This past September I attended Canada’s inaugural Women in the World Summit. Women in the World was started by journalist Tina Brown and has an annual summit in New York City that aims to explore the various roles women play in the world. Past guests have included a wide range of powerful women from CEOs and activists to politicians and actors. Since beginning in 2015 there have been Women in the World Summits in various other cities around the world, including London, New Delhi, Los Angeles and D.C.
The Toronto Summit had some big name guests, which proved to be quite the draw. It also happened to coincide with the Toronto International Film Festival, which was in full swing at the time of the summit. With the Frank Gehry-designed Art Gallery of Ontario serving as a backdrop it was an interesting event that opened my eyes to a multitude of layered issues faced by women and ultimately society as a whole.
The first guest was Canadian Prime Minister Justin Trudeau, who sat down with Tina Brown to discuss gender equality. After their talk, Trudeau descended the stairs into the audience to shake the hands of an adoring crowd, which Brown noted was a first at a Women in the World summit. Next, a panel, including Canadian Minister of Foreign Affairs, Chrystia Freeland and historian Margaret MacMillan discussed how women can and are shaping the world in government settings. Following their talk, Robi Damelin, an Israeli mother who lost her son as a result of the ongoing conflict between Israel and Palestine, and Bushra Awad, a Palestinian who also lost a son to the conflict shared their stories and reflected on how their pain has bound them to each other despite the fact that they speak different languages and live on opposite sides of a war.
Closing out the first half of the summit Angelina Jolie and Loung Ung joined Tina Brown to discuss their film, First They Killed My Father, which is based on Ung’s memoir recounting her experiences as a child during the Cambodian genocide. Both were clearly very proud of the film they’ve created and discussed how this painful period in Cambodian history continues to shape the country’s identity, so much so that during filming the Cambodian cast and crew often found themselves haunted by memories of that difficult time.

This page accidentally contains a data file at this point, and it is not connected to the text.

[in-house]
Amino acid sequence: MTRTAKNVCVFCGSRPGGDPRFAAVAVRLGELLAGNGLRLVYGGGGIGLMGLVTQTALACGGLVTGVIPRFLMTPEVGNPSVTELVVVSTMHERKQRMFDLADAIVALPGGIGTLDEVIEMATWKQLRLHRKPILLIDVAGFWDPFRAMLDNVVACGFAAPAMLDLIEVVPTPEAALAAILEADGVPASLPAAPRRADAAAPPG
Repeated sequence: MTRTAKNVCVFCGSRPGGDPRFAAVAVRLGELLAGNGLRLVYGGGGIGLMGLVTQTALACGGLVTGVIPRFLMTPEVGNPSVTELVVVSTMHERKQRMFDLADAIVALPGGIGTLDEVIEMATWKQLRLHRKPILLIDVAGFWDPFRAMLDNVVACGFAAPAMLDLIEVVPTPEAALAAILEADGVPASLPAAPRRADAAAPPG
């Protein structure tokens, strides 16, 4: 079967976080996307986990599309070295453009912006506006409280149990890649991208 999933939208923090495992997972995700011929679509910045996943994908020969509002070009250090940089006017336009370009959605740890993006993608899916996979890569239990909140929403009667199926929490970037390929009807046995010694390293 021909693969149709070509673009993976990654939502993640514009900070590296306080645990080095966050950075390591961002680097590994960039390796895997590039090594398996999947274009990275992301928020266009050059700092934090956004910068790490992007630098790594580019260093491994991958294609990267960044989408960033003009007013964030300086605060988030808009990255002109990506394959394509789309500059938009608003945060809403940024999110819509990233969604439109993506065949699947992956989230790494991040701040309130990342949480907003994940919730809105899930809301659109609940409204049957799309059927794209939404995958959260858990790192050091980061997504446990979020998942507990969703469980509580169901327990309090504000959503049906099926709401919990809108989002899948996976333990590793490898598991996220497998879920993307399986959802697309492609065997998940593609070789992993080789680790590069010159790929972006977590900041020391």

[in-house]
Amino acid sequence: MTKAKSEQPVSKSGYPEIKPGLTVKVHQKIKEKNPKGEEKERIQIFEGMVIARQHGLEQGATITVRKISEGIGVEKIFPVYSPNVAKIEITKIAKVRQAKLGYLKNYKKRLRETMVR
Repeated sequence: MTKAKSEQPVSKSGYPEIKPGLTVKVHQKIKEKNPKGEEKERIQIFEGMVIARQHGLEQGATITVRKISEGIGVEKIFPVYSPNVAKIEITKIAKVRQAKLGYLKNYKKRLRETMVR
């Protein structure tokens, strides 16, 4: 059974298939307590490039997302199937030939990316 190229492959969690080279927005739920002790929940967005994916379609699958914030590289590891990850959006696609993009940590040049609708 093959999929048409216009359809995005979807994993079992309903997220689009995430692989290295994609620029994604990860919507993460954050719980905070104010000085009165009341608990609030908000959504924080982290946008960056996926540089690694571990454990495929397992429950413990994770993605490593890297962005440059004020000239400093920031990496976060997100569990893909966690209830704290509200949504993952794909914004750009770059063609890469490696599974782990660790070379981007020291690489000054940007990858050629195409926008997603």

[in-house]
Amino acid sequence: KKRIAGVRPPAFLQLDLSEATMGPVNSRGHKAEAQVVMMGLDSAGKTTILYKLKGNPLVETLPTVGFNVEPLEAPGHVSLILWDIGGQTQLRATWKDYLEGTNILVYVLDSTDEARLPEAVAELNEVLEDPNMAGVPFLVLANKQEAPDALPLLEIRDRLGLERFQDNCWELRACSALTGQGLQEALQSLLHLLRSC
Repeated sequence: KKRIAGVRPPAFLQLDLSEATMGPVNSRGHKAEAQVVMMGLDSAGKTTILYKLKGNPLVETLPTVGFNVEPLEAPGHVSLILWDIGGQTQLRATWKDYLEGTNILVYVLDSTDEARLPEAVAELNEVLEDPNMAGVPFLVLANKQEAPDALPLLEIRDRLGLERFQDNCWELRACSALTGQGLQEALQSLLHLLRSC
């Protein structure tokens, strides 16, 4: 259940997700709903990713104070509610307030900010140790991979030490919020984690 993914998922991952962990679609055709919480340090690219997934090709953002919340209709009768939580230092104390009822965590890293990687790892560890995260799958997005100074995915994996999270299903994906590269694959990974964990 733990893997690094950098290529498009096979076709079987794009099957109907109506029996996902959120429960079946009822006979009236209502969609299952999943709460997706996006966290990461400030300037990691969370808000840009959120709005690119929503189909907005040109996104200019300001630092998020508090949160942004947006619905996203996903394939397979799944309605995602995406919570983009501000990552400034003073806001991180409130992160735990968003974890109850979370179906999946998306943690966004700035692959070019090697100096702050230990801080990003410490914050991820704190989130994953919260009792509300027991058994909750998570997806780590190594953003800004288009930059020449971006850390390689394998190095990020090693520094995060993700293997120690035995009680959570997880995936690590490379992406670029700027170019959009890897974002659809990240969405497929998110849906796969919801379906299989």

After a short break, Britta B, a poet and arts educator gave a moving spoken word performance, which was followed by a panel discussing the portrayal of women in the media, including Sophie Grégoire Trudeau and actress/activist Roseanne Supernault along with two marketing and advertising specialists. Next survivors from two recent shootings in the United States shared their experiences and explored the ways they’re fighting back against these horrific acts of violence. Iranian journalist Masih Alinejad then discussed her work and experiences in her fight against the mandatory hijab. And finally a panel including lawyer Lisa Bloom, Women’s March co-chair Tamika D. Mallory and Recode editor Kara Swisher explored the ways they’re attempting to “bust up the bro culture” that has become so prevalent in our workplaces.
It was definitely a lot to take in, especially in just a few hours, but overall it was an amazing experience. Each of the guests had an interesting take on the issues they were discussing and everyone spoke so honestly. It was refreshing to see people being so raw and genuine about the difficulties they’ve encountered and how they’re facing those challenges head on.
The event was packed, every seat was filled and there even seemed to be some people standing at the back. I know so many people who would have loved to attend this event, which leaves me wondering why they didn’t choose a larger venue and a more accessible time slot, especially in light of the fact that a good chunk of the seating was blocked out for their sponsors. An event like this definitely needs funding, but with such a small space it was a little jarring to see.
On top of that the demographic seemed to skew decidedly older and into a higher income bracket. Perhaps since the event took place on a weekday there were a lot of people who simply couldn’t get the time off work, but considering the guests and topics being discussed and the greater message they were trying to convey, there seems to be a bit of a disconnect between who these issues are really affecting and who has the opportunity to engage with an event like this.
The issues the summit tackled were powerful and meaningful, especially in light of the current political climate of our world. The topics were discussed thoughtfully and with a fearless determination to make the world a safer and better place for everyone. It was absolutely inspiring; I just wish that more people could have had the opportunity to attend.
Learn more about Women in the World here.